I gotta confession to make to you, my dear reader(s). I steal and rob from much better cartoonists daily. Is this wrong? Possibly! But most of my thievery isn’t from my neighbors, it’s from those on foreign soil. That’s right, I am talking about comics from Belgium!
Growing up in the ATL, I didn’t see a lotta these Franco Belgian comics or, as they call them, “albums”. I seem to recall the first time I saw my main man Asterix was in a comic book shop in Nashville, and I was oddly intrigued by his bulbous nose, big feet and “smurf” like proportions. However, I had a boner for super heroes at the time. So I didn’t buy the seemingly expensive album; I prolly bought some horseshit put out by Marvel that, more likely than not, I threw away into the landfill to deservingly rot away.
Fast forward to my early 20’s. I “dated” a French girl (and by “dated”, I mean slept with), and she showed me the popular “Gaston” comic by Franquin. My head fell off and rolled around the room during a rare time when we weren’t having sex. Where has this gorgeous cartooning been all my life? How do I find more? How do I keep banging this exchange student? Well, after the smoke had settled, I had to make due on just finding more French language comics.
Sigh. Oh right, the reviews, let’s get started with the reviews.
Asterix & Obelix’s Birthday: The Golden Book
Holy crap! It’s Asterix’s 50th birthday? GET OUT! Sure, that’s 32 years past original writer Rene Goscinny’s death, but hey, we’re lucky Underzo is not only still alive, but still putting out work of any sort of quality. Hmm, the drawings are so good, in fact, one might wonder if it’s really the work of an 80-some odd year old man and not the work of anonymous assistants.
This album isn’t so much a story. It’s a series of meta- vignettes, all celebrating the golden anniversary of Asterix in a rather cheeky way: using panels from its halcyon days, parodies of famous works of art and thinly guises modern references to Asterix popular culture status.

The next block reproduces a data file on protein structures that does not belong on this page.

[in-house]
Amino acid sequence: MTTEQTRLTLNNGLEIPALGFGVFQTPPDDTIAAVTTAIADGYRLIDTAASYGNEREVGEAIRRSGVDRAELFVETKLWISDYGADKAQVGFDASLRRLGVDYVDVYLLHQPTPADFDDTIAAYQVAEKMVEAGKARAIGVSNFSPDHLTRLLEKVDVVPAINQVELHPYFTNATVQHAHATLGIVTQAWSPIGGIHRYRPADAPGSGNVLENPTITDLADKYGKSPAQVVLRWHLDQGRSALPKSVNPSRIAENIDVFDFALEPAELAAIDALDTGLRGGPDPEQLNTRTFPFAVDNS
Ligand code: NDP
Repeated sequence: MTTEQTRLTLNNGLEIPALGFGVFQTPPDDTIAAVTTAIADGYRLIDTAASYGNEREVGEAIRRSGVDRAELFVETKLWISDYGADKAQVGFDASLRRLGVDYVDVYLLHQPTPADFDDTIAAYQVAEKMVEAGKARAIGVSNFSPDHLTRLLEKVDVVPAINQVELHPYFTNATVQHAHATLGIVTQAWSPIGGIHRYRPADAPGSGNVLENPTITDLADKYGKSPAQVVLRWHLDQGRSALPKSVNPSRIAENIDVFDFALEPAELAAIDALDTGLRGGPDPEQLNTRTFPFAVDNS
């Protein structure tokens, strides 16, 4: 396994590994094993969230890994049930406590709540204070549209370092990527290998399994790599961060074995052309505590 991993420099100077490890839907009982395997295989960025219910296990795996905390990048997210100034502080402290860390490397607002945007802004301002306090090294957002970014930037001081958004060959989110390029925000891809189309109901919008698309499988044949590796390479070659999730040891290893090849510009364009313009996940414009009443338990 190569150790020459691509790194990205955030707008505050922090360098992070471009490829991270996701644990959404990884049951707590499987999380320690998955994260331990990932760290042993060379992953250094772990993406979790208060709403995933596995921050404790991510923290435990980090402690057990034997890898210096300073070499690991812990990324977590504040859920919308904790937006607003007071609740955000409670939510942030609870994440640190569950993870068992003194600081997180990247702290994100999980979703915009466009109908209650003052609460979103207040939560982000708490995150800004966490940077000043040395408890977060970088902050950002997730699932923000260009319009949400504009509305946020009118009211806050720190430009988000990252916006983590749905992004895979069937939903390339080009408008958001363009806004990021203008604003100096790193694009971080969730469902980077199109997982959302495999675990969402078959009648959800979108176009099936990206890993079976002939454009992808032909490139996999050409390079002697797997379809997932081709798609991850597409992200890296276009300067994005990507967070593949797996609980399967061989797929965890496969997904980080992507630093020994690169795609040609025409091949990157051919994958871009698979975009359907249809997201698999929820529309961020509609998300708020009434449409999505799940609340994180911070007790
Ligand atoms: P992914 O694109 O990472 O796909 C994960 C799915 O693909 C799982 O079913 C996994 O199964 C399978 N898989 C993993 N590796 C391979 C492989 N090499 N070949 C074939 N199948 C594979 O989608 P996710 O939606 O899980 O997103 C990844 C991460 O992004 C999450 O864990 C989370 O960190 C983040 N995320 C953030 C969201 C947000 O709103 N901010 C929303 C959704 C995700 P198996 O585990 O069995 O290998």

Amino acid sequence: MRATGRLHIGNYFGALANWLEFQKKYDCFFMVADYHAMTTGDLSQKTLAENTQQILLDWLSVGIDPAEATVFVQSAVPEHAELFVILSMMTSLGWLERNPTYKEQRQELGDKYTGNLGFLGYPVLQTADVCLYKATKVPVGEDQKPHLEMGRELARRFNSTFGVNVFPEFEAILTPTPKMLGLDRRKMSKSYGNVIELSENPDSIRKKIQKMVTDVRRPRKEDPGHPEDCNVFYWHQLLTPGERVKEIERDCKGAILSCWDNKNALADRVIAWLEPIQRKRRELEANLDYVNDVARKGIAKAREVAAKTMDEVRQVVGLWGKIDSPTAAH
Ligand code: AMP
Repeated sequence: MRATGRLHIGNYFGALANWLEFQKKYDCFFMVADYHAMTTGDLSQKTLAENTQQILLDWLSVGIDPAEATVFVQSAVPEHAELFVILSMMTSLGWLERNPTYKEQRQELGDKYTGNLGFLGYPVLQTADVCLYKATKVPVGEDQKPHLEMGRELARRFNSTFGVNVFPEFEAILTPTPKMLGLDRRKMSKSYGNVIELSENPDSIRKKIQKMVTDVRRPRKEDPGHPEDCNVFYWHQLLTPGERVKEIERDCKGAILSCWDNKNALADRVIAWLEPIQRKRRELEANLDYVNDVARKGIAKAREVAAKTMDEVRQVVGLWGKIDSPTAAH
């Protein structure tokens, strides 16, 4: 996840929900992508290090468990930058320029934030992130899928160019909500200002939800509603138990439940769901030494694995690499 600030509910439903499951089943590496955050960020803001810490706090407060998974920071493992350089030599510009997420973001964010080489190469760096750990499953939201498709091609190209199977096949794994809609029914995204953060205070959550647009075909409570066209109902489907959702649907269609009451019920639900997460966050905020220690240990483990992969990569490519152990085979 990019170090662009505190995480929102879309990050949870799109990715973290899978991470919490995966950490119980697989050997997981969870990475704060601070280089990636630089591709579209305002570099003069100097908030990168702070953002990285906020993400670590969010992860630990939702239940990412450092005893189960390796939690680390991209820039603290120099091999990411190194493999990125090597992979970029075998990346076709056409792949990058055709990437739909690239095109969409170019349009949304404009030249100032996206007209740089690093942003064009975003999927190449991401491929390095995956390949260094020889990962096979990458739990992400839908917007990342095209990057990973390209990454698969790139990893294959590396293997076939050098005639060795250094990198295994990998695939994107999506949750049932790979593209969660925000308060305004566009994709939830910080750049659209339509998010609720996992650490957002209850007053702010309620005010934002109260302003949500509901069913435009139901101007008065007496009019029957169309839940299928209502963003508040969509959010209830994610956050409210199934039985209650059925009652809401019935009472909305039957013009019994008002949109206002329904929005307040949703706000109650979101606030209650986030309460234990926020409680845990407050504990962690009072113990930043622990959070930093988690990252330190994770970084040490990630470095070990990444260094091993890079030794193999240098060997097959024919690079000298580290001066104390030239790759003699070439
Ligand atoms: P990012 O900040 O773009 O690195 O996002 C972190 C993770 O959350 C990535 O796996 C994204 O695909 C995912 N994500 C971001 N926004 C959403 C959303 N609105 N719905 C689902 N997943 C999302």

Probably the most noteworthy part of the book, I mean “album”, has the cast of Asterix aged 50 years after their first appearance. It kinda reminded me of the Warner Bros. short “The Old Grey Hare” with an aged Bugs Bunny and Elmer Fudd. Yeah, I always feel sad and depressed when I see cartoon characters looking their age. It makes me confront the mortality of the artist that worked on it, as well as my own. Thanks for bumming my mellow, Asterix!
Yeah, so Asterix & Obelix’s Birthday: The Golden Book is far from essential reading, and is merely a self-congratulatory pat-on-the-back; but after 50 years on the same character, I think Underzo earned it.
Spirou And Fantasio – Adventure Down Under
by Tome and Jaundry
First things first. I was a little alarmed to get the “double bird salute” by an Aboriginal native right there on the cover, but then I realized this album was originally printed in 1984, and that was before “shooting birds” was invented.
Despite the monumental popularity of these characters, not that many of these albums have been imported, much less translated. In fact, the only other time I’ve seen Spirou in English was the aforementioned Franquin’s masterpiece, Z Is For Zorglub, by Fantasy Flight back in 1995. Based on the 1961 album Z Comme Zorglub, “Le Journal Du Spirou” just so happens to also be the magazine that Spirou and Fantasio writes for as a job. Yeah,that’s kinda nutty: to work for a magazine that’s named after you and shares your adventures in comic form. Then again, so is the fact that Spirou is a journalist, yet he dresses as a bellhop. Basically, this fun bouncy story begins with Spirou & Fantasio at the airport coming back from an off-screen adventure in Bankok before Cellophane (another reporter from the esteemed Spirou Magazine) tells them the Count of Champignac (resident inventor) is down under and they need to come pronto and help him mine for some sort of treasure or another. After arriving in Australia, our heroes learned from some unscrupulous miners that The Count had died in a mining accident. Spirou, rejects this though, as he basically comes out and says that the Count is too much of a pussy to have been mining, and he wouldn’t know a hard-day of work in his ivory tower life. Spirou was really on to something and even convinced his chum Fantasio to help him dig up the grave to prove that the Count is alive and kicking (spoiler alert) he wasn’t dead.
This is exactly what I am looking for in comics. The plots adhere to a strange internal logic; the art is detailed and cartoony and filled with visual jokes. It takes a while to read. The threats and danger felt real, not patronizing. I can honestly say I don’t know how this book could have been better. Man, us Americans need to work harder!
I really hope this translation proves to be successful, and cinebook cranks them out at a more timely pace (the next one is slated for Oct.) I would love to see some Franquin translated too, one can only hope right? I dunno if Americans can buy into this “bigfoot” style of cartooning, especially with the trend of making funnybooks look “realistic” being all the rage. Surely there are more people like me waiting for more cartoony comics.